Now let us look at what Jesus means when He said that no man can come to Him, except the father draw him. This too has to be kept in context for its true meaning to become apparent (CP Jn 6:37, 44-45, 64-65). The simple teaching here is that everyone who listens to and learns from God, will come to, and believe in Jesus. This reflects the fact that all believers are the Father's gift to the Son who died for them (CP Psa 2:7-8; 33:12; Ro 8:29). Jesus quotes from the Old Testament prophet Jeremiah in Jn 6:45 (CP Jer 31:34). When kept in context it is clear that Jesus is not teaching in Jn 6:37 and 44 that God acts sovereignly and chooses who will be saved. If He did then all these scriptures which teach that salvation is the personal choice of the individual are meaningless (CP De 30:11-19; Josh 24:15; 2Chr 15:2; Isa 45:22; 55:1-7; E2e 18:20-30; 33:10-20; Joel 2:32; Mt 11:28-30; 12:47-50; Jn 3:14-17, 36; 5:24; 6:35, 40, 47; 7:17,37-39; Ac 2:21,37-39; 10:34-35,43; 13:47-48; 16:30-34; 17:30-31; Ro 1:16-18; 4:5-25; 10:8-17; 1Cor 1:21; 8:3; Ga 3:7-9; Col 1:3-6; 1Ti 2:1-6; He 5:9; 1Pe 2:6-9; 2Pe 3:9; 1Jn 2:2; Rev 21:6; 22:17). Those scriptures all teach that God's call to salvation is an open invitation to all who hear the call. God has not already chosen who will be saved. They choose for themselves whether they want to be saved or not (CP Jn 3:36). The word believeth here is from the Greek word Pistueo, which means to place confidence in, to trust, to be persuaded of. It implies obedience to as a moral choice. Believeth not is from the Greek word Apeitheo, which means refuse to be persuaded, refuse to believe, refuse to obey. Thus "he that believeth" is He who chooses to believe whereas "he that believeth not" is he who chooses not to believe, or who refuses to obey. This is irrefutable proof that salvation is the personal choice of the individual and that God does not intervene in any way (CP Jn 15:16).

Jesus is not teaching here either that Christians have been individually chosen for salvation. Salvation is not in view here. Jesus is simply referring to His choice of Christians as those He has appointed to go and bring forth fruit for the eternal kingdom (CP Jn 15: 4-5; Eph 2:10; Col 1:1-6, 10). Every Christian has been ordained by God to go and bring forth fruit for the kingdom (CP Mt 28:18-20; Mk 16:15-16; 1Cor 3:6-9; 2Cor 5:18-20). Fruit in the context of Jn 15:16 means souls won to Christ (CP Jn 4:34-37; 12:24; Ro 1:13-16; Col 1:3-6). Jn 15:16 has nothing whatever to do with how Christians are saved, but rather, to whether or not they bear fruit for the kingdom (CP Jn 15:1-8). In V2 here Jesus warns Christians of the dangers of not bearing fruit for His kingdom. In V4-5, He is teaching Christians that their fruitfulness is a result of His life being reproduced in them, but they must abide, or remain in Him to be fruitful. In V7, Jesus asserts that conditional upon remaining in Him Christians can ask whatever they desire in prayer and it will be given to them. In V8 we learn that God is glorified in the answered players of fruitful Christians. Clearly Jesus' statement in Jn 15:16 that Christians did not choose Him, but He chose them, is not about salvation, but about being fruitful for God (CP Eph 2:10).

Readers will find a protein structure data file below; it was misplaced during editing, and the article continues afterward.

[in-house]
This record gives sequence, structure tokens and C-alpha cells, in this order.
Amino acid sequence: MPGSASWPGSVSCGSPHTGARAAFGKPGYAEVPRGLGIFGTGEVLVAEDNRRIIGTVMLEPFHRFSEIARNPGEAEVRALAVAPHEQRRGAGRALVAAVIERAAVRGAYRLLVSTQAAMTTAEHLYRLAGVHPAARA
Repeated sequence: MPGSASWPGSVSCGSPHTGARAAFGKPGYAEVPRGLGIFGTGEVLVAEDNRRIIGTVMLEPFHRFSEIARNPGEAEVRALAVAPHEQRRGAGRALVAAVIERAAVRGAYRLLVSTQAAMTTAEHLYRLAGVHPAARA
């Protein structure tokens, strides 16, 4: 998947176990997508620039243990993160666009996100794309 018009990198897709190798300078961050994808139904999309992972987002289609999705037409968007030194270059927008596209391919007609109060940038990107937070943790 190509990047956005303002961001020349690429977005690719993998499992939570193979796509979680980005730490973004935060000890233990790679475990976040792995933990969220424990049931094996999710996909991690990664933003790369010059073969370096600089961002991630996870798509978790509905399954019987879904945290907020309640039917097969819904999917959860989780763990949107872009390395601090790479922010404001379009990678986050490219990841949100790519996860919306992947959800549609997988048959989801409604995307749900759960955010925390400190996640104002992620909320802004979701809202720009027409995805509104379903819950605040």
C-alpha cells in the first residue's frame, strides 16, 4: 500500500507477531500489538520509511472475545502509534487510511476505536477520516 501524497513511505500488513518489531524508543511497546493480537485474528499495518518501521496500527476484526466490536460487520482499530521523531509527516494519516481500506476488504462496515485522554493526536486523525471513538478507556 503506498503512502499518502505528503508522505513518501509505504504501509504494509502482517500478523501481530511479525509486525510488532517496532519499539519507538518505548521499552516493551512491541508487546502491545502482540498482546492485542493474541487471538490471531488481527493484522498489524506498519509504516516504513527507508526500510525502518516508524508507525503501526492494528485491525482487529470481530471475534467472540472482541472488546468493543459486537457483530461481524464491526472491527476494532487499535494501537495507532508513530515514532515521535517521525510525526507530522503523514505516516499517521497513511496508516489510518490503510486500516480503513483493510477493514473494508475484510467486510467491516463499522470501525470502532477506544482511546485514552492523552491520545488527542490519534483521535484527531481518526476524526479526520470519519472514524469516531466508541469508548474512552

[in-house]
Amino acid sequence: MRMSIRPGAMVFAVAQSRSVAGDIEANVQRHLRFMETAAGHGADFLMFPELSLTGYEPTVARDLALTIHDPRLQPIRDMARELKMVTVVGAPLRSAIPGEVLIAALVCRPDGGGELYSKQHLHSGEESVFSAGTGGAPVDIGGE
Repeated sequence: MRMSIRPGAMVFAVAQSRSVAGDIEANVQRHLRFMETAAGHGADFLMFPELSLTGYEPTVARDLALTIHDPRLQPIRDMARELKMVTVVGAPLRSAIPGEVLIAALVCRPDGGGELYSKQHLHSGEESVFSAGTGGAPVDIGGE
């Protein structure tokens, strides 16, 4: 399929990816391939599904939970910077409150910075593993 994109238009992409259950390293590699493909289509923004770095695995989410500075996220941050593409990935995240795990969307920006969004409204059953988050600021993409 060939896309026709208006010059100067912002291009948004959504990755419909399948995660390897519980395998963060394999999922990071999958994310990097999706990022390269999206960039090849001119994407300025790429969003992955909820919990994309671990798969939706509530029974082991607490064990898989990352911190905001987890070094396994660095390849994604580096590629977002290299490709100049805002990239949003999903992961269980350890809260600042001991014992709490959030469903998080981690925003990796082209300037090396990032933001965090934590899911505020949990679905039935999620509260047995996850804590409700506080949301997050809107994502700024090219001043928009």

Now to Jn 17:9 (CP 17:9) Them which those hast given me again does not mean that Christians are predestined for salvation by God. As we learned in our study on Jn 6:37, 44-45, 64-65, when Jesus said that no man can come to Him except the father draw him, it simply reflects the fact that all Christians are God's gift to Jesus who died for them. Let us look at those scriptures again which teach this (CP Jn 6:37, 44-45, 64-65 with Psa 2:7-8; 33:12).

In Ac 13:48 when talking about repentant sinners believing in Christ under Paul and Barnabas' ministry in Antioch, Luke made the statement that as many as were ordained to salvation believed (CP Ac 13:48). This scripture is used by some in the contemporary church to promote the teaching that God sovereignly chooses those who will be saved. But again that is not correct as has been clearly shown throughout this study. It also contradicts the plain teaching of V46 that salvation is a free-will choice (CP Ac 13:46-47). This teaches that the Jews, of their own volition, rejected the gospel of Christ and chose not to accept the salvation benefits which God has ordained for mankind through Christ. So God then took the gospel to the Gentiles, who received it gladly, and were saved. Ordained in this context means disposed. The Gentiles were disposed to eternal life and believed. Thus they were saved. If God has specially chosen individuals for salvation, He would contravene His own word and he a respecter of persons (CP Ac 10:34-35; Ro 2:10-13; Eph 6:9; Col 3:25; 1Pe 1:17). God is no respecter of persons and therefore has not sovereignly decided for any man's salvation. It is solely the choice of the individual.